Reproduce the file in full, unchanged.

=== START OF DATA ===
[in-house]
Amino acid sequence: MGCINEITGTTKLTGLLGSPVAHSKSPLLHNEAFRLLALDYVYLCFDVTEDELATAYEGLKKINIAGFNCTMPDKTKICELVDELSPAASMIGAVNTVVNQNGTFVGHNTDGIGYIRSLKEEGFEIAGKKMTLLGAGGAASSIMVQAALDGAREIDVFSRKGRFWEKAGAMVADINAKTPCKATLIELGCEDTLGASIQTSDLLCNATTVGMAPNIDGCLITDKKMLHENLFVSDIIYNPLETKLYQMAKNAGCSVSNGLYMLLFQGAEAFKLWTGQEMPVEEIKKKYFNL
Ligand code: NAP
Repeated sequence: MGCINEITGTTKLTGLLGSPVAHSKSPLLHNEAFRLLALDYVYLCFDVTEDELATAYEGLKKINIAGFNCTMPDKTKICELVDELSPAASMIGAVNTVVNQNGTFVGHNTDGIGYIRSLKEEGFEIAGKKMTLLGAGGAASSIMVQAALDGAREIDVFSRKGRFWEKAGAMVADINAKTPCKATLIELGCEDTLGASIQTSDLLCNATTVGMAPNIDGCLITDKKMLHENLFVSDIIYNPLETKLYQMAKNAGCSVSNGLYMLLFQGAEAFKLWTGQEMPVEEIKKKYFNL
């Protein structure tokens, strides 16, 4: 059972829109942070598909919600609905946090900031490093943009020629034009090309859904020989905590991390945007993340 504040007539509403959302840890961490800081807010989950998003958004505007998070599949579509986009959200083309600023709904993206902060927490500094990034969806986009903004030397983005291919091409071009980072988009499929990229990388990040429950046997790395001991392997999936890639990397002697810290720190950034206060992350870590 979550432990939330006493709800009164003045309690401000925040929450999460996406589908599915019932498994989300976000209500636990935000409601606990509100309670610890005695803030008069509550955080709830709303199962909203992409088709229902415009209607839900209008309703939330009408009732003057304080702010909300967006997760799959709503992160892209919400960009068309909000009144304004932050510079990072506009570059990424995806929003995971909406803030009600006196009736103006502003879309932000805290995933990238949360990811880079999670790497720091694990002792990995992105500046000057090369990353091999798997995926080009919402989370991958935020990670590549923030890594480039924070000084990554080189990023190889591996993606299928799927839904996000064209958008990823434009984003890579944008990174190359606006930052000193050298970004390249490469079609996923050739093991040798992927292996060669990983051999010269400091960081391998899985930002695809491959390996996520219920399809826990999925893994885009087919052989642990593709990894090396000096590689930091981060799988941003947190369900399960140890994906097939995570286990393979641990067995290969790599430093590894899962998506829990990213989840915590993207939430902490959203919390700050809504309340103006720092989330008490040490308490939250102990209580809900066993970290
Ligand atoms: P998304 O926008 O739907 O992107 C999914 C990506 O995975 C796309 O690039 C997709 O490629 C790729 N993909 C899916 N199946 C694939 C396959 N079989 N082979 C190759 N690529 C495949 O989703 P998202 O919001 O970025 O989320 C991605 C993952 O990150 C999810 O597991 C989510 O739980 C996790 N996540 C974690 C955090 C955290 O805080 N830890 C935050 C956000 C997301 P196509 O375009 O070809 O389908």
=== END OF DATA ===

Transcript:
[in-house]
Amino acid sequence: MGCINEITGTTKLTGLLGSPVAHSKSPLLHNEAFRLLALDYVYLCFDVTEDELATAYEGLKKINIAGFNCTMPDKTKICELVDELSPAASMIGAVNTVVNQNGTFVGHNTDGIGYIRSLKEEGFEIAGKKMTLLGAGGAASSIMVQAALDGAREIDVFSRKGRFWEKAGAMVADINAKTPCKATLIELGCEDTLGASIQTSDLLCNATTVGMAPNIDGCLITDKKMLHENLFVSDIIYNPLETKLYQMAKNAGCSVSNGLYMLLFQGAEAFKLWTGQEMPVEEIKKKYFNL
Ligand code: NAP
Repeated sequence: MGCINEITGTTKLTGLLGSPVAHSKSPLLHNEAFRLLALDYVYLCFDVTEDELATAYEGLKKINIAGFNCTMPDKTKICELVDELSPAASMIGAVNTVVNQNGTFVGHNTDGIGYIRSLKEEGFEIAGKKMTLLGAGGAASSIMVQAALDGAREIDVFSRKGRFWEKAGAMVADINAKTPCKATLIELGCEDTLGASIQTSDLLCNATTVGMAPNIDGCLITDKKMLHENLFVSDIIYNPLETKLYQMAKNAGCSVSNGLYMLLFQGAEAFKLWTGQEMPVEEIKKKYFNL
């Protein structure tokens, strides 16, 4: 059972829109942070598909919600609905946090900031490093943009020629034009090309859904020989905590991390945007993340 504040007539509403959302840890961490800081807010989950998003958004505007998070599949579509986009959200083309600023709904993206902060927490500094990034969806986009903004030397983005291919091409071009980072988009499929990229990388990040429950046997790395001991392997999936890639990397002697810290720190950034206060992350870590 979550432990939330006493709800009164003045309690401000925040929450999460996406589908599915019932498994989300976000209500636990935000409601606990509100309670610890005695803030008069509550955080709830709303199962909203992409088709229902415009209607839900209008309703939330009408009732003057304080702010909300967006997760799959709503992160892209919400960009068309909000009144304004932050510079990072506009570059990424995806929003995971909406803030009600006196009736103006502003879309932000805290995933990238949360990811880079999670790497720091694990002792990995992105500046000057090369990353091999798997995926080009919402989370991958935020990670590549923030890594480039924070000084990554080189990023190889591996993606299928799927839904996000064209958008990823434009984003890579944008990174190359606006930052000193050298970004390249490469079609996923050739093991040798992927292996060669990983051999010269400091960081391998899985930002695809491959390996996520219920399809826990999925893994885009087919052989642990593709990894090396000096590689930091981060799988941003947190369900399960140890994906097939995570286990393979641990067995290969790599430093590894899962998506829990990213989840915590993207939430902490959203919390700050809504309340103006720092989330008490040490308490939250102990209580809900066993970290
Ligand atoms: P998304 O926008 O739907 O992107 C999914 C990506 O995975 C796309 O690039 C997709 O490629 C790729 N993909 C899916 N199946 C694939 C396959 N079989 N082979 C190759 N690529 C495949 O989703 P998202 O919001 O970025 O989320 C991605 C993952 O990150 C999810 O597991 C989510 O739980 C996790 N996540 C974690 C955090 C955290 O805080 N830890 C935050 C956000 C997301 P196509 O375009 O070809 O389908």